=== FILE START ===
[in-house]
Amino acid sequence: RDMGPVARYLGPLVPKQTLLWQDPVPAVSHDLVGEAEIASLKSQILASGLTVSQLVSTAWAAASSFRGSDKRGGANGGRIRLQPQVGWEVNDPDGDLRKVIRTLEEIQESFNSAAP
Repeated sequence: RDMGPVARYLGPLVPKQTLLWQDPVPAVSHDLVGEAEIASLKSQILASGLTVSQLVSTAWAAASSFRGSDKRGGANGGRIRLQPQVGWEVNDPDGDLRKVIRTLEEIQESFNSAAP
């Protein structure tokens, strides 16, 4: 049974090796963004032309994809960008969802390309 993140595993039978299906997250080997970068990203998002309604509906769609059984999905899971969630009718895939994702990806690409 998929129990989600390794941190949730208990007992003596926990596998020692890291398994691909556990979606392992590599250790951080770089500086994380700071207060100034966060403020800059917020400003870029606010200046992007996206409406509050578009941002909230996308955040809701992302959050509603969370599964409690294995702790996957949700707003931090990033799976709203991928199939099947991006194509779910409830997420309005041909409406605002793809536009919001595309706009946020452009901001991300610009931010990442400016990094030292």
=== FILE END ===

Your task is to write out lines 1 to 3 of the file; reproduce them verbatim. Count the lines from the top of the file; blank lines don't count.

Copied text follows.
[in-house]
Amino acid sequence: RDMGPVARYLGPLVPKQTLLWQDPVPAVSHDLVGEAEIASLKSQILASGLTVSQLVSTAWAAASSFRGSDKRGGANGGRIRLQPQVGWEVNDPDGDLRKVIRTLEEIQESFNSAAP
Repeated sequence: RDMGPVARYLGPLVPKQTLLWQDPVPAVSHDLVGEAEIASLKSQILASGLTVSQLVSTAWAAASSFRGSDKRGGANGGRIRLQPQVGWEVNDPDGDLRKVIRTLEEIQESFNSAAP